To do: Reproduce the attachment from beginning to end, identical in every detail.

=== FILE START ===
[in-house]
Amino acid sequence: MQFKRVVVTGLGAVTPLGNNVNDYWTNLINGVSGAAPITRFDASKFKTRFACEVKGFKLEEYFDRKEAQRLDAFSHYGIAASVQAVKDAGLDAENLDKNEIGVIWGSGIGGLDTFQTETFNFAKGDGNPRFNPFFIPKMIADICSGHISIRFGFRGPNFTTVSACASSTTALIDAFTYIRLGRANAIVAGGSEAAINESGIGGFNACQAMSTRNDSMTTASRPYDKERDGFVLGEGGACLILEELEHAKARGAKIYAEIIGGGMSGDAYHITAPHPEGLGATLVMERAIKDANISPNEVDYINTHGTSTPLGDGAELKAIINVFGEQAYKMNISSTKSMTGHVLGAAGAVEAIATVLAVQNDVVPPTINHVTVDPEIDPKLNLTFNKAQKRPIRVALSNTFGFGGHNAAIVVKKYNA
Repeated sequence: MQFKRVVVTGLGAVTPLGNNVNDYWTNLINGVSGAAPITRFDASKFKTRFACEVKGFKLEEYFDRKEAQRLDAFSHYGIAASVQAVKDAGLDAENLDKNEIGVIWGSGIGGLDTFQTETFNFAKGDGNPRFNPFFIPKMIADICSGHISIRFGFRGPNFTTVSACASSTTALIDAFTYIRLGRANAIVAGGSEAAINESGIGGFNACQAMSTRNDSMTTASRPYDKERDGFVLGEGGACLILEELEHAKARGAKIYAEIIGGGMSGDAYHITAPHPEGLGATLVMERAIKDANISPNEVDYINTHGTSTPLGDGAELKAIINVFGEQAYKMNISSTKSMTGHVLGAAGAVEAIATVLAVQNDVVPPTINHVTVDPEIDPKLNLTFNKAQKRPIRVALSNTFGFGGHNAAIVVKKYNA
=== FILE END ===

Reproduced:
[in-house]
Amino acid sequence: MQFKRVVVTGLGAVTPLGNNVNDYWTNLINGVSGAAPITRFDASKFKTRFACEVKGFKLEEYFDRKEAQRLDAFSHYGIAASVQAVKDAGLDAENLDKNEIGVIWGSGIGGLDTFQTETFNFAKGDGNPRFNPFFIPKMIADICSGHISIRFGFRGPNFTTVSACASSTTALIDAFTYIRLGRANAIVAGGSEAAINESGIGGFNACQAMSTRNDSMTTASRPYDKERDGFVLGEGGACLILEELEHAKARGAKIYAEIIGGGMSGDAYHITAPHPEGLGATLVMERAIKDANISPNEVDYINTHGTSTPLGDGAELKAIINVFGEQAYKMNISSTKSMTGHVLGAAGAVEAIATVLAVQNDVVPPTINHVTVDPEIDPKLNLTFNKAQKRPIRVALSNTFGFGGHNAAIVVKKYNA
Repeated sequence: MQFKRVVVTGLGAVTPLGNNVNDYWTNLINGVSGAAPITRFDASKFKTRFACEVKGFKLEEYFDRKEAQRLDAFSHYGIAASVQAVKDAGLDAENLDKNEIGVIWGSGIGGLDTFQTETFNFAKGDGNPRFNPFFIPKMIADICSGHISIRFGFRGPNFTTVSACASSTTALIDAFTYIRLGRANAIVAGGSEAAINESGIGGFNACQAMSTRNDSMTTASRPYDKERDGFVLGEGGACLILEELEHAKARGAKIYAEIIGGGMSGDAYHITAPHPEGLGATLVMERAIKDANISPNEVDYINTHGTSTPLGDGAELKAIINVFGEQAYKMNISSTKSMTGHVLGAAGAVEAIATVLAVQNDVVPPTINHVTVDPEIDPKLNLTFNKAQKRPIRVALSNTFGFGGHNAAIVVKKYNA